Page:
The Buzz

MUSINGS FROM A VOLUNTEER - guest post by John Peterson



For 8 or 9 months of the year, volunteers in the Herb Garden are actually in the Herb Garden—planting seeds, setting out transplants, pruning, thinning, shaping, weeding, harvesting. But in cold weather, our work is indoors, and it usually involves seeds. 


Seed-bearing parts of plants are dried and stored in bags or envelopes until we clean them, separating the seeds from the chaff. The differences in seed structures are fascinating. Some, like the seeds (really fruits) of cilantro and dill, sit on the ends of branches; those are easy. Echinacea seeds resemble tiny hand-rolled cigaret butts hiding deep in the center of the flower. They may shake out easily or we may need to liberate them. The jet black seeds of tulsi (holy basil) are easily distinguished from their chaff. We have no trouble locating seeds of hot peppers, but we need gloves, masks, and frequent breaks to avoid discomfort in our noses and throats. Sometimes it is not the seeds that hurt—it’s our posture bending over the table. How about a higher stool? a lower chair? switching from one to another? standing up?   

There is a set of eight screens in graduated coarseness which we use for some sorting. We do have to experiment and, yes, there is a learning curve. Sometimes the chaff is pulverized, leaving the seeds on top of the screen, and sometimes the larger seeds fall through the screen, leaving the chaff on top. I can only distinguish zinnia seeds by touch—they give a little resistance which the dry sepals do not. Are the seeds viable? We hope so, but we don’t know. I presume when plump echinacea seeds fall out easily that they are viable. When they are small or misshapen, I wonder if they will germinate.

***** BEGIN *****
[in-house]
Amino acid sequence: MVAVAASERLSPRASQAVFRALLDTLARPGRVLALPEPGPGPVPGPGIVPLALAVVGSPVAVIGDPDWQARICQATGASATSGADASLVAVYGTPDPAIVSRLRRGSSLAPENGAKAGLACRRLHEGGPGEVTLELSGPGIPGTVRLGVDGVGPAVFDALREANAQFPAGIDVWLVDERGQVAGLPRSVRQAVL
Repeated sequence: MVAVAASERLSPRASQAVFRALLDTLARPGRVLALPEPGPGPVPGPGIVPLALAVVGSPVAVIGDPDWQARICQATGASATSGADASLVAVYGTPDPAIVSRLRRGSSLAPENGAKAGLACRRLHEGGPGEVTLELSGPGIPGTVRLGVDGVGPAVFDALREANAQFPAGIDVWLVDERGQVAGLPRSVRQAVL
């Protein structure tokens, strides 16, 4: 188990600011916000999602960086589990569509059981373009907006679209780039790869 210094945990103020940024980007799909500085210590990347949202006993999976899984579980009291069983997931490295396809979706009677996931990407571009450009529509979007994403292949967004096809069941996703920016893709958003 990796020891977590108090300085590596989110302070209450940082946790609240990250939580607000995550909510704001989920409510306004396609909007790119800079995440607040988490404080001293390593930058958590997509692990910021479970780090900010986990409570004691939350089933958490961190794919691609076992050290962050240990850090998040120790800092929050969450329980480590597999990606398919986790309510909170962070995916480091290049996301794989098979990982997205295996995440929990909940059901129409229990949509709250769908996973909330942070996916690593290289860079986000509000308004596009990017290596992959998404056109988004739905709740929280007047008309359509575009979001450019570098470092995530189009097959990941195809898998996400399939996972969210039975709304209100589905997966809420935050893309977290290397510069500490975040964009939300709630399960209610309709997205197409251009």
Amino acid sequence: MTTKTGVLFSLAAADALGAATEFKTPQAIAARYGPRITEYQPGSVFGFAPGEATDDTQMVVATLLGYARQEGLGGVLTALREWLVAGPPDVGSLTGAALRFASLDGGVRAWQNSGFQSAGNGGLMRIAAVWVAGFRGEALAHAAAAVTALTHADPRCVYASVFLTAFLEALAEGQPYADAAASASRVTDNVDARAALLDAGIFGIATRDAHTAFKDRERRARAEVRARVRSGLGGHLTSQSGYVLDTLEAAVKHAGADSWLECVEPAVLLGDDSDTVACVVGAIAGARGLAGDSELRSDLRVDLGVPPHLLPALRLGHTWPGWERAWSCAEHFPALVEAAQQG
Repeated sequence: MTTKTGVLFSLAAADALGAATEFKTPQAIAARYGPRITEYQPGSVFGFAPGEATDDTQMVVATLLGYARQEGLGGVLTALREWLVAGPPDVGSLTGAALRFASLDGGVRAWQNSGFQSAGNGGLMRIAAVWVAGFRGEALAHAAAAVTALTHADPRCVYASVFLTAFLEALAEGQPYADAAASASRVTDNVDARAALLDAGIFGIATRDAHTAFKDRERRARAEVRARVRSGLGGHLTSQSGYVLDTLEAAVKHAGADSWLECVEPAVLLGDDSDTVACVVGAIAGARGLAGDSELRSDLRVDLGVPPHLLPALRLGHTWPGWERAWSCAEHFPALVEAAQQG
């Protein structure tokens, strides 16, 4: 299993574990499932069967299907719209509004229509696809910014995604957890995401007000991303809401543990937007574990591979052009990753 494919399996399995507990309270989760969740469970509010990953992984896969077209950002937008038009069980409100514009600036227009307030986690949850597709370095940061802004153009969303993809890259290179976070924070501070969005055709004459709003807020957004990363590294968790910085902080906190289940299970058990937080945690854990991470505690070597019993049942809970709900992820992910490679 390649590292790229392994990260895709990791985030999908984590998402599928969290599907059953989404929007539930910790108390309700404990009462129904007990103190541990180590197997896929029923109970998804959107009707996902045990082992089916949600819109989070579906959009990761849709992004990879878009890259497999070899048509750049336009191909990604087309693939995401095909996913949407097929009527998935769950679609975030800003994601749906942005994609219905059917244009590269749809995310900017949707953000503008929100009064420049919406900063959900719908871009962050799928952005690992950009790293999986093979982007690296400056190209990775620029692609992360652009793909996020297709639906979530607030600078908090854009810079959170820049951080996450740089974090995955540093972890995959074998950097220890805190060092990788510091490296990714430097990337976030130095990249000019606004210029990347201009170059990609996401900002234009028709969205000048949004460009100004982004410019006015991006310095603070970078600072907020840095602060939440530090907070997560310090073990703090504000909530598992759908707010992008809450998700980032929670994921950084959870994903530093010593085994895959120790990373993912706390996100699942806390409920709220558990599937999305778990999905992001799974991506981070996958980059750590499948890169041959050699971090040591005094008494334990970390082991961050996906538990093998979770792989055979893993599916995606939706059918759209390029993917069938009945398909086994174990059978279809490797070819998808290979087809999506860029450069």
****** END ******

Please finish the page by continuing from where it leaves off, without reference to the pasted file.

To be honest, on some days the task feels tedious, and I start thinking about the Greek myth in which Aphrodite punished Psyche by making her sort seeds. I do have a new appreciation for the work that goes into the packets of seeds that we buy, even when those seeds are sorted by machine and not by hand. The other day Sherri opened a packet that had a lot of extraneous stuff in it. I said, “Does this mean we didn’t do a good job on these last year?” She said, “No, they came this way from the supplier.”  Yes!!!         

** John Peterson along with Sherri McCalla (Herb Garden curator), and Barry McCalla (Herb Garden volunteer) will be at Lichterman on Saturday, January 31 from 10am until 2pm for the popular Seed Swap. Admission is free. 

By John Peterson

Posted by sherri mccalla at 11:30 AM

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